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A handful of murder trials get extensive media coverage each year for a variety of reasons. In November 2021 the two hot trials are the State of Wisconsin vs Kyle Rittenhouse and State of Georgia vs Travis and Greg McMichael and William Bryan

I'm just curious how many murder cases go to trial in a given year, but I'm not having much luck. The best I could come up with was an estimate based on reported arrests and the likely percentage of a murder arrest going to trial.

In 2019 the FBI reported 7,964 arrests for murder or nonnegligent manslaughter however I don't know if this includes state cases. As far as the percentage that go to trial, I can only find anecdotal evidence that it's less than ten percent. For the sake of argument I'm just going to assume that five percent are decided by a jury and there were 8,000 murder charges filed in 2019, giving a total of 400 murder trials for the year.

8,000 x 5% = 400

400 seems high to me. It could be close, but I think it's backwards way of getting the answer when you consider the thorough records that must be kept for each courthouse. Unfortunately it doesn't appear that this information is readily shared and compiled with other jurisdictions, so if anyone can shed any light, that'd be great. Thanks!

I just think it would be interesting to know. It's easy to see why the trials I mentioned get so much attention due to political and social intrigue, but I can't help but wonder what else is going on. Not necessarily murder, but I'm interested in the things that aren't high profile too.

UPDATE: I found some data that doesn't quite answer my question but definitely sheds some light on the subject. It is a data table from the US Courts website. It provides the exact type of data that I am interested in, but it doesn't provide data for murder specifically. It is very interesting though.

A couple highlights link to google sheets:

Percentage of defendants who pled guilty:

  • 2020: 90%
  • 1990: 71%

Percentage of all defendants who went to trial:

  • 2020 2%
  • 1990 14%

Acquittal Rate for defendants on trial in 2020

  • Bench Trial: 36% (75/207)
  • Jury Trial: 10% (124/1218)
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  • I don't have any better data, but some of those arrests are likely for the same murder. I mean just look at the Georgia case you cited, 3 arrests, one trial.
    – Ryan_L
    Nov 13 '21 at 23:22
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    Good point. I was also thinking that arrests don't always lead to indictments as far as I know. And who knows how they tabulate this stuff. If they arrest someone, drop those charges and arrest someone else afterwards, do they count both arrests. This is why I don't really expect my estimation of 400 to be very accurate.
    – YoeyYutch
    Nov 14 '21 at 3:42
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16 trials

For the 12-Month Period Ending September 30, 2019 there were 16 trials for homicide in US District Courts.

I found the data in Table D-4. U.S. District Courts—Criminal Defendants Disposed of, by Type of Disposition and Offense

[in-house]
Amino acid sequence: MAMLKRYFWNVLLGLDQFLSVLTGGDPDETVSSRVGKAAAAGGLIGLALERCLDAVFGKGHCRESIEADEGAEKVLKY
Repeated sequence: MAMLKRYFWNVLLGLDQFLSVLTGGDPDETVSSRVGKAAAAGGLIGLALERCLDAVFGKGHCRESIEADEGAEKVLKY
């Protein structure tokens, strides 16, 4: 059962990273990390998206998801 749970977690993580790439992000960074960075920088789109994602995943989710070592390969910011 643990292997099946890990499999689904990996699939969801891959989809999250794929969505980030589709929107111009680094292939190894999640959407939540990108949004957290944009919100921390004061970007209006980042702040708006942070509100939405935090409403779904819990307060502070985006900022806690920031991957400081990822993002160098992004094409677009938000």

This page has a list of past publications. This is the most recent data from the 12-Month Period Ending September 30, 2019.

Over that period, of the 137 defendants charged with homicide:

  • 107 pled guilty
  • 16 went to trial
  • In 1 bench trial the defendant was acquitted. (100% success rate)
  • In 15 jury trials the defendant was acquitted 3 times (20% success rate)
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    US District Courts are federal courts, which handle a tiny proportion of homicide cases. For instance, neither the Arbery trial nor the Rittenhouse trial are in federal court.
    – cpast
    Nov 19 '21 at 12:34
  • This is interesting, but it doesn't really answer the question, which include State cases, where as @cpast points out, almost all US murder cases are tried. Federal courts handle murders on federal property, on US-flagged ships and aircraft, and i think on Indian reservations. I am not sure about murders in the District of Columbia. In some cases they might handle murders of or by US citizens outsider of the US that are not handled by the country where the murder took place. But they would not handle any other murder cases. Nov 19 '21 at 15:34
  • Yeah I know there are more state cases. As I alluded to in my question details, state court statistics don't seem to be consolidated into a readily available database. I was just happy to find some quantifiable statistics for any court system. It's too big of a question to answer. Maybe if enough people chip in we could gather all that state data. Everyone pick a state and we'll keep crossing them off the list. I'm 0 for 1 so far. I'll start at the top of the alphabet. Alabama.
    – YoeyYutch
    Nov 20 '21 at 7:06
  • @DavidSiegel What makes you think that "almost all US murder cases are tried"? That certainly isn't true for federal cases. If you look at those D-4 tables you'll notice that most defendants plead guilty. I'd be very surprised if state cases were the exact opposite. If you do have some data to back up your claim, could you please provide it? Thanks.
    – YoeyYutch
    Nov 20 '21 at 7:24
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    @YoeyYutch That wasn't what I intended to say, I meant only that most murder cases are handled at the state level, whether by plea, trial, or some other method. While I don't have clear stats on hand for pleas vs trials for any jurisdiction, I believe that pleas significantly outnumber trails and have for many years. I wrote carelessly before, using "tried" to mean "disposed of". I apologize for the confusion. Nov 20 '21 at 14:08

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